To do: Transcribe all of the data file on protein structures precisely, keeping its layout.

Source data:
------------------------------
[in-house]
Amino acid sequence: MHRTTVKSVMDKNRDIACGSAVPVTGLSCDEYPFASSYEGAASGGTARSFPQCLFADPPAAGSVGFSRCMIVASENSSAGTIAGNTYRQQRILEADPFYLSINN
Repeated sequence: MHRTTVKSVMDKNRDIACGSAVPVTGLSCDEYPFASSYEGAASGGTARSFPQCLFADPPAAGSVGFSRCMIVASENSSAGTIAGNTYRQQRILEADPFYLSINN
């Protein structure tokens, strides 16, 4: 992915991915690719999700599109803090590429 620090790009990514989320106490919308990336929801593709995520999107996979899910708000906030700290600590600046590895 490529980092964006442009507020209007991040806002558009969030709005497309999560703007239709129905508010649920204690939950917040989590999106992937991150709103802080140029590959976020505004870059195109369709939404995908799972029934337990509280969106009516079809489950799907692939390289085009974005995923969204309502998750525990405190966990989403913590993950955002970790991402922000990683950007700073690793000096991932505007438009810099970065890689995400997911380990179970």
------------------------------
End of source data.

[in-house]
Amino acid sequence: MHRTTVKSVMDKNRDIACGSAVPVTGLSCDEYPFASSYEGAASGGTARSFPQCLFADPPAAGSVGFSRCMIVASENSSAGTIAGNTYRQQRILEADPFYLSINN
Repeated sequence: MHRTTVKSVMDKNRDIACGSAVPVTGLSCDEYPFASSYEGAASGGTARSFPQCLFADPPAAGSVGFSRCMIVASENSSAGTIAGNTYRQQRILEADPFYLSINN
């Protein structure tokens, strides 16, 4: 992915991915690719999700599109803090590429 620090790009990514989320106490919308990336929801593709995520999107996979899910708000906030700290600590600046590895 490529980092964006442009507020209007991040806002558009969030709005497309999560703007239709129905508010649920204690939950917040989590999106992937991150709103802080140029590959976020505004870059195109369709939404995908799972029934337990509280969106009516079809489950799907692939390289085009974005995923969204309502998750525990405190966990989403913590993950955002970790991402922000990683950007700073690793000096991932505007438009810099970065890689995400997911380990179970």